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Ex-Executive Says Dealers Lavished American Honda Officials With Gifts : Trial: Stanley James Cardiges of Laguna Hills says expensive presents assured a steady supply of hard-to-find autos.

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From Times Wire Services

Stanley James Cardiges, once a top American Honda Motor Co. executive, testified Wednesday that dealers were so eager for more cars and franchises that they gave him and his colleagues money, homes, swimming pools and other gifts.

“You name it,” Cardiges, 49, said during a federal trial of two other former Honda executives. “They treated us like kings.”

However, the Laguna Hills resident, who pleaded guilty last month to fraud, racketeering and conspiracy for accepting millions of dollars in kickbacks, said that he had no knowledge that Japanese managers were involved.

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Cardiges, who faces 35 years in prison, is the key prosecution witness to testify against his bosses, John Billmyer, a former senior vice president of American Honda, and Dennis Josleyn, former West Coast sales manager. They are among two dozen defendants charged in the nationwide car dealership kickback and bribery scheme. Twenty people have pleaded guilty.

Prosecutors say that from 1979 to 1992, Cardiges and others received more than $15 million in cash and other bribes in exchange for dealerships for hot-selling Honda cars. Cardiges was the company’s top American sales executive from 1988 until he was forced to resign in 1992.

Cardiges testified that he and other executives had the power to make millionaires of Honda and Acura dealers who could charge thousands of dollars over sticker prices for the hot-selling, hard-to-find cars.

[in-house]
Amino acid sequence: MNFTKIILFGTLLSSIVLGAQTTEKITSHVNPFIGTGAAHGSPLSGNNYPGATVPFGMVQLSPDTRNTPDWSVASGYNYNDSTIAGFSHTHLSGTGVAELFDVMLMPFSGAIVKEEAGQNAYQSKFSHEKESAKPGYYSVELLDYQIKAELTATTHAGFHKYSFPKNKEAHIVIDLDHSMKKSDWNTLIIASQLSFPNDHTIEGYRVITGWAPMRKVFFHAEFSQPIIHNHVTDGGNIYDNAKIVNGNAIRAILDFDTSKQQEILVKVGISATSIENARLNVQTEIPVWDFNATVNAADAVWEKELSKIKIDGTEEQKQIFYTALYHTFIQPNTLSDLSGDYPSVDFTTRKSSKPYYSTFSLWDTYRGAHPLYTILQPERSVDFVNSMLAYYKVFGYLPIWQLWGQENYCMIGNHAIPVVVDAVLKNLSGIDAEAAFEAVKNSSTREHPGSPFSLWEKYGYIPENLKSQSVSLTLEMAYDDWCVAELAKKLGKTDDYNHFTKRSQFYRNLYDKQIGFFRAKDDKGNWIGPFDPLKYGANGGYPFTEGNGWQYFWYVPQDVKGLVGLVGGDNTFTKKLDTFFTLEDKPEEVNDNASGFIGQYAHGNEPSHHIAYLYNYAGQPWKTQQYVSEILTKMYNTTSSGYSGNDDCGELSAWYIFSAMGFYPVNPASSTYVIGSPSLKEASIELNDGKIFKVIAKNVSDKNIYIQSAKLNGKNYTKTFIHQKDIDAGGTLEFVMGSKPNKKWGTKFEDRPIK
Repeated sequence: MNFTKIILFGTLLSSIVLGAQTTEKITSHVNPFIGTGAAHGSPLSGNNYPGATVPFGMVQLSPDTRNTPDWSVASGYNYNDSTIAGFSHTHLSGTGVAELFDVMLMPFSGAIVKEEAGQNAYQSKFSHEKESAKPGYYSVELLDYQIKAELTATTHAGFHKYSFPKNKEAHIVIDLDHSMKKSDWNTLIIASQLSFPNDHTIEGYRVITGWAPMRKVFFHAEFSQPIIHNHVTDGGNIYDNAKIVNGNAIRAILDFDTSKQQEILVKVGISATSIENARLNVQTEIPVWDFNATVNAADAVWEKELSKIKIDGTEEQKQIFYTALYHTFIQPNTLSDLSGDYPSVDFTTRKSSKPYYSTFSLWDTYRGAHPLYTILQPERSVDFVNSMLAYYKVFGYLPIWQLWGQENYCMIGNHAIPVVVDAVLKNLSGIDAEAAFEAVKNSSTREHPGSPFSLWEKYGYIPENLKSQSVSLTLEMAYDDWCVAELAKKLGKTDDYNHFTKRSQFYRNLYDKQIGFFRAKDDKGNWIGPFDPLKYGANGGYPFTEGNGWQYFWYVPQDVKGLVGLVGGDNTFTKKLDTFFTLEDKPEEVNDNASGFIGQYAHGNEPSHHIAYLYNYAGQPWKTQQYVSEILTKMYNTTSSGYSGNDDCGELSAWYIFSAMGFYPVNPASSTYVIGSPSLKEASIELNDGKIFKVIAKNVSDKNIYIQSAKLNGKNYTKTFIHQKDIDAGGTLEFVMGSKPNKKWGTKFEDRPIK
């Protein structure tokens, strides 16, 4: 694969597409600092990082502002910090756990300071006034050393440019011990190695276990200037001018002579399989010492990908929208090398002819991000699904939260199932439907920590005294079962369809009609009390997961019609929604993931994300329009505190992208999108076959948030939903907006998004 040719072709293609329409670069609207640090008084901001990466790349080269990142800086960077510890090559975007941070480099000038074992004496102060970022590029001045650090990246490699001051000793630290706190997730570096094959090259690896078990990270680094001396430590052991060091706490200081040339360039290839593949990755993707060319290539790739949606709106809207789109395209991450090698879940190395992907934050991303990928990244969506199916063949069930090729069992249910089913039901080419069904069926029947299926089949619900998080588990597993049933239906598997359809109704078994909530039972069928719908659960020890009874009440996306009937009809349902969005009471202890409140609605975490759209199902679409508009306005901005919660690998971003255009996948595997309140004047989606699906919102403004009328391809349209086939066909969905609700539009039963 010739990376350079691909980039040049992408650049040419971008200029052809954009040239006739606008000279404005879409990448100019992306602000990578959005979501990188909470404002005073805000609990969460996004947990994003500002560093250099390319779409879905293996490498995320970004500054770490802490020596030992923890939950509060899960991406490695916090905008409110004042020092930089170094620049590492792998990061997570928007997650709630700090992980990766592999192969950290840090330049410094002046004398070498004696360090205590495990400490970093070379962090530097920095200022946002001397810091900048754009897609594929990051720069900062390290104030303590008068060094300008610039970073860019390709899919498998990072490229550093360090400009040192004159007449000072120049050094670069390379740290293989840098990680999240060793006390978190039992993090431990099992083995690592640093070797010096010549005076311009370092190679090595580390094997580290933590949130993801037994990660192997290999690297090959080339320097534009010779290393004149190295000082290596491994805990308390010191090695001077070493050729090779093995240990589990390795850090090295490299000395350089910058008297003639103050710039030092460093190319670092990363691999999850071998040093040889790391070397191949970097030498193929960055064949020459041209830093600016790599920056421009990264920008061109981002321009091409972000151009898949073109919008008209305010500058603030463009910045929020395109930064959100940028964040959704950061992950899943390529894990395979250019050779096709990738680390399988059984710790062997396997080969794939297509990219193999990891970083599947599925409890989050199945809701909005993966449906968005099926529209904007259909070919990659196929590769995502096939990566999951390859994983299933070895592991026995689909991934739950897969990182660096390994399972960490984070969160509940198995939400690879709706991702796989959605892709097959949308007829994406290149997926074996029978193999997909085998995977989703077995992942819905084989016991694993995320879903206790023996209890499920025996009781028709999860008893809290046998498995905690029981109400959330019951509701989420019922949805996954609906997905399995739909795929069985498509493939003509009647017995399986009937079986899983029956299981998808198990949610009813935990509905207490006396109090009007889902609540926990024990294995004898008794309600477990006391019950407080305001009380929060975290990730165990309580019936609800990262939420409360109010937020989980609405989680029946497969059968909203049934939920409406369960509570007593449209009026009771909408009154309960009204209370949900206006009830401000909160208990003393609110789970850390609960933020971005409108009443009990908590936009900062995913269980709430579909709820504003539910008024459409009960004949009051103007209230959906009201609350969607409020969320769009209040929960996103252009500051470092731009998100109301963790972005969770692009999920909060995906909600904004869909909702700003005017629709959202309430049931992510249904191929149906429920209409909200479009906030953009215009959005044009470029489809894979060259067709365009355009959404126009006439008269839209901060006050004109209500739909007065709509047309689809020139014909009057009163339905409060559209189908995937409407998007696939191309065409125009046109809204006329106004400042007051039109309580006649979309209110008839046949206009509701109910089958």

“Dealers wanted more automobiles. They wanted more franchises,” he testified. “They wanted to make more money.”

Cardiges said he collected $75,000 to $80,000 from dealers on annual Christmas trips to New York.

Other dealers, Cardiges said, would give him cars he had requested for his relatives and financed $15,000 to $25,000 shopping sprees he and his wife took in Hong Kong.

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Cardiges said Charlotte, N.C., dealer Rick Hendricks III helped him buy two homes, and Martin Lustgarten, a Philadelphia-area dealer, gave him a $40,000 Mercedes and gave Cardiges’ stepson a Honda Prelude.

Hendricks has acknowledged giving gifts to Cardiges, but says he did so as a friend, not to buy influence. Lustgarten has since died.

Cardiges has admitted that he sold “letters of intent” to dealers that, in effect, granted them franchises. “No, I did not believe it was OK,” he said. “However, I did it.”

Honda says it knew nothing about the payoffs. Prosecutors call the company the principal victim in the case because it faces millions of dollars in damages in 16 civil lawsuits filed by dealers who did not get preferential treatment. The suits include a federal court class action filed in Sacramento by plaintiffs that include former astronaut Frank Borman.

The trial is being held in Concord, N.H., because it was a lawsuit by a New Hampshire dealer that prompted the criminal investigation a year ago.

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